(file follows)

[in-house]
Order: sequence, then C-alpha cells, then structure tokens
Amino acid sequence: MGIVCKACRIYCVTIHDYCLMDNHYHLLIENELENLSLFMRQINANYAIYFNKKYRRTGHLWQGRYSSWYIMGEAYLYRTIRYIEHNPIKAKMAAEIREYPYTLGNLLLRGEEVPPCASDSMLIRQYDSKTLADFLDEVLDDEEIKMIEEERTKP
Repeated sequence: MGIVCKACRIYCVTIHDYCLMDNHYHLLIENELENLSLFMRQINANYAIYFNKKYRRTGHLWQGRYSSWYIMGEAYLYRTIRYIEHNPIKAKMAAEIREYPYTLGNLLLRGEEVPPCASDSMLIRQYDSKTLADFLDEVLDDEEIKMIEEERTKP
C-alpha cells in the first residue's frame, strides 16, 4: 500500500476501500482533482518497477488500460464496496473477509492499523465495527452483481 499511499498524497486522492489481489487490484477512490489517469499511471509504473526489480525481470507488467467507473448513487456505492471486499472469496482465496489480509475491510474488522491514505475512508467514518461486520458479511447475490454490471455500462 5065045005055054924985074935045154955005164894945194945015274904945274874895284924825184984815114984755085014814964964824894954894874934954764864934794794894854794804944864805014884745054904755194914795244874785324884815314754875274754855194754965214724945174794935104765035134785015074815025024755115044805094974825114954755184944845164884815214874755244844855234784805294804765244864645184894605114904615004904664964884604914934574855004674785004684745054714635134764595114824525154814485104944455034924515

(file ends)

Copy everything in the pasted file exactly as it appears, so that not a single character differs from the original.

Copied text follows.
[in-house]
Order: sequence, then C-alpha cells, then structure tokens
Amino acid sequence: MGIVCKACRIYCVTIHDYCLMDNHYHLLIENELENLSLFMRQINANYAIYFNKKYRRTGHLWQGRYSSWYIMGEAYLYRTIRYIEHNPIKAKMAAEIREYPYTLGNLLLRGEEVPPCASDSMLIRQYDSKTLADFLDEVLDDEEIKMIEEERTKP
Repeated sequence: MGIVCKACRIYCVTIHDYCLMDNHYHLLIENELENLSLFMRQINANYAIYFNKKYRRTGHLWQGRYSSWYIMGEAYLYRTIRYIEHNPIKAKMAAEIREYPYTLGNLLLRGEEVPPCASDSMLIRQYDSKTLADFLDEVLDDEEIKMIEEERTKP
C-alpha cells in the first residue's frame, strides 16, 4: 500500500476501500482533482518497477488500460464496496473477509492499523465495527452483481 499511499498524497486522492489481489487490484477512490489517469499511471509504473526489480525481470507488467467507473448513487456505492471486499472469496482465496489480509475491510474488522491514505475512508467514518461486520458479511447475490454490471455500462 5065045005055054924985074935045154955005164894945194945015274904945274874895284924825184984815114984755085014814964964824894954894874934954764864934794794894854794804944864805014884745054904755194914795244874785324884815314754875274754855194754965214724945174794935104765035134785015074815025024755115044805094974825114954755184944845164884815214874755244844855234784805294804765244864645184894605114904615004904664964884604914934574855004674785004684745054714635134764595114824525154814485104944455034924515